In about a day I got eight responses (boy if, you want to find something, anything, Facebook is incredible), and they all responded to me by email.
As a marketer, I'm always interested in how people respond.
A couple answered saying they could do it, but said very little else except their hourly rate. A mother recommended her daughter but her website didn't look like she did this kind of work. Another gave a long list of all the services she offered, plus pricing for 17 different writing assignments, but left out editing! And her website was very impersonal and corporate looking.
Two gave me very good responses, talking a little more about how they worked how they charged etc and their websites were very good. They were in strong contention until I got an email with this message from Maggie Dennison:
"Thank you for publishing this opportunity.
"I can help your client. I lived in Germany for 18 years and speak fluent German: that means I can recognize what someone is trying to say simply by looking at their sentence structures and the types of mistakes they are making.
"Often it's because they're using German structures (that I'm familiar with) that don't translate directly into English - and so the meaning gets lost or it sounds awkward.
"My fees for editing are on a hourly basis and vary depending on how deep the edit needs to be. As a starting point, before I see the material, I'll guess $XX an hour."
To tell you the truth, how could I pick anyone else? She had absolutely nailed the issue we were dealing with and responded to that so specifically that my confidence was high that she could do the job. Not only that, her website was very personal and informative.
I'm sure a couple of the other editors would have done a great job, but it was impossible to ignore Maggie because of her skills in this particular area.
Now I doubt that Maggie gets a lot of assignments like this, but I'm guessing that when she responds to the needs of a prospect, she customizes her response based on their specific needs and her relevant experience.
Do you do the same?
Look, just saying you do can do something and listing your rates isn't enough. You need to make that personal connection.
I remember years ago putting out a call for a business coach. I got a lot of responses but only one really responded specifically to my needs and showed that he was sincerely interested in and excited about working with me. I hired him for a year of coaching and he helped take my business to a whole new level.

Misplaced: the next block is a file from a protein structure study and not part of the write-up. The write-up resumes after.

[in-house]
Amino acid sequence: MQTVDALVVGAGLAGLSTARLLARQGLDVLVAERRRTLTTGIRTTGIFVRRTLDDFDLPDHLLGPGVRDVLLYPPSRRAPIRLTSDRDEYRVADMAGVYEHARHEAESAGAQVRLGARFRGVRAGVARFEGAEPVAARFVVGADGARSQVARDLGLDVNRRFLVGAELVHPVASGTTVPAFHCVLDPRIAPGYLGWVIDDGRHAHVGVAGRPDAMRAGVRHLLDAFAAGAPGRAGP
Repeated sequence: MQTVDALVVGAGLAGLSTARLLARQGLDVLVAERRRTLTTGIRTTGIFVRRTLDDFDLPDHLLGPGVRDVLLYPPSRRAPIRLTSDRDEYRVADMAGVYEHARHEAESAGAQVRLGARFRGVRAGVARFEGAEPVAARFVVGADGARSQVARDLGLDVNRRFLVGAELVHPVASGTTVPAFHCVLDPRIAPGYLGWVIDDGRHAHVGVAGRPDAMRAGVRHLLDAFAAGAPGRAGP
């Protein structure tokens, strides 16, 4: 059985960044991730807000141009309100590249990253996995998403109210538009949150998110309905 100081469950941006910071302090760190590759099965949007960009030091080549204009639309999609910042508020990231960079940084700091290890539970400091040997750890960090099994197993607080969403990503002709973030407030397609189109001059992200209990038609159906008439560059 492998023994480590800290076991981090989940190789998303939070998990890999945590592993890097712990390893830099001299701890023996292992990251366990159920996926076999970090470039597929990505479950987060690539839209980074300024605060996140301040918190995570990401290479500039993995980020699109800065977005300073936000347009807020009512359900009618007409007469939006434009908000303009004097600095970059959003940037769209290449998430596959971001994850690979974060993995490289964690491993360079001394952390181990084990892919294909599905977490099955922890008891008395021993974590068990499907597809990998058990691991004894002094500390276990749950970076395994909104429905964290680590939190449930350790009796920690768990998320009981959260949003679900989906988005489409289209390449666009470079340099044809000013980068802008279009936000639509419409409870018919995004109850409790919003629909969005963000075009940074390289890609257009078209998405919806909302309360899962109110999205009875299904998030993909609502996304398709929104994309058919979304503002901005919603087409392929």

What matters in your messages?
Above all else, a personal message that speaks specifically to my needs and proves that they "get me." Maggie really nailed it this time and won my business just through an email.
What are you doing to make sure your messages, emails, website, articles, etc. really connect with your prospects and get them to respond, excited to do business with you?
Please feel free to comment on the More Clients Blog by clicking on the Comments link below.
by Robert Middleton – Action Plan Marketing
Yesterday, in communicating with one client, I was explaining the results another client had just produced. And as I did, I had an ah-ah about the approach we'd used.
This approach is really the ONLY foolproof marketing strategy. It's the only thing that has ever worked, the only thing that will continue to work and it's the only thing that works right now. And I mean for you!
So you'd think it would be very popular.
No, quite the contrary, it is not popular at all. Now I know that's insane, but it's the truth. Successful marketers use this approach day-in and day-out, and because of it they keep getting continually better marketing results.
But not the average Independent Professional, because they simply don't know about it or don't use it.
Let me tell you about my client who is applying this strategy to the Nth degree. His name is Rajesh Nagjee and he lives in Dubai. He recently created a new high-end program with my help called the "CEO's Business Growth Program."
It's a one-year in-depth training, coaching and masterminding program for medium sized business in Dubai, as well as in Lagos Nigeria and Nairobi, Kenya. The fee is $20,000 U.S. per company owner per year.
We've been working intensively on his sales conversion process.
Rajesh sets up one-day introductory workshops with the help of his business associates in each area. In the past he led the workshop and then set up "group strategy sessions" with those who were interested in the full program. The thing is, his conversion rate was low - 10% or fewer of the attendees signed up for the full program.
So we went to work to turn that around. I suggested he set up individual strategy sessions, immediately after the intro program, and then give these prospects more written information about the program to study before the strategy session. And we made a few more adjustments and tweaks as we went.
In a couple weeks he had turned around the results to a 25% conversion rate. That's a 250% improvement!
Quick quiz: What was the strategy he used?
No it wasn't changing from group strategy sessions to individual strategy sessions. That was just one technique amongst many. No this strategy is one you can use with any technique, in any situation, marketing and selling any service or product.
Perhaps the best name for this strategy is:
As I said, it's the only thing that really works, but almost nobody does it. Another more common name for this is, "Continuous Improvement of a Process."
Let's look at those fancy words: